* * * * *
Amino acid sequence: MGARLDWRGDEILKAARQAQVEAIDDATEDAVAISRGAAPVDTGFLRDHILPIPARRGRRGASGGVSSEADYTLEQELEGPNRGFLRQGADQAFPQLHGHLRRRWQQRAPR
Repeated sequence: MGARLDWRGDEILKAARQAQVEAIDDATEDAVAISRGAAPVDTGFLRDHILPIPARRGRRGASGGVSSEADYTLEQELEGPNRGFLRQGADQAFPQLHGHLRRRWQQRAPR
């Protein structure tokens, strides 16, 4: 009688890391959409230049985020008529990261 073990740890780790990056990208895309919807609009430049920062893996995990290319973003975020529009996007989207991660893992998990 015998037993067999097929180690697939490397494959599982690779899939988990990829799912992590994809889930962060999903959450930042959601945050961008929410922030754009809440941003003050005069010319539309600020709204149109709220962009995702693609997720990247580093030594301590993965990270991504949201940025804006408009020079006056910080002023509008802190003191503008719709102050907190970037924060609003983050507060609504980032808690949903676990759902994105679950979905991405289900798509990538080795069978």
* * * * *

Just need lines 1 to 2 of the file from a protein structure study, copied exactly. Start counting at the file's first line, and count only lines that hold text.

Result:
Amino acid sequence: MGARLDWRGDEILKAARQAQVEAIDDATEDAVAISRGAAPVDTGFLRDHILPIPARRGRRGASGGVSSEADYTLEQELEGPNRGFLRQGADQAFPQLHGHLRRRWQQRAPR
Repeated sequence: MGARLDWRGDEILKAARQAQVEAIDDATEDAVAISRGAAPVDTGFLRDHILPIPARRGRRGASGGVSSEADYTLEQELEGPNRGFLRQGADQAFPQLHGHLRRRWQQRAPR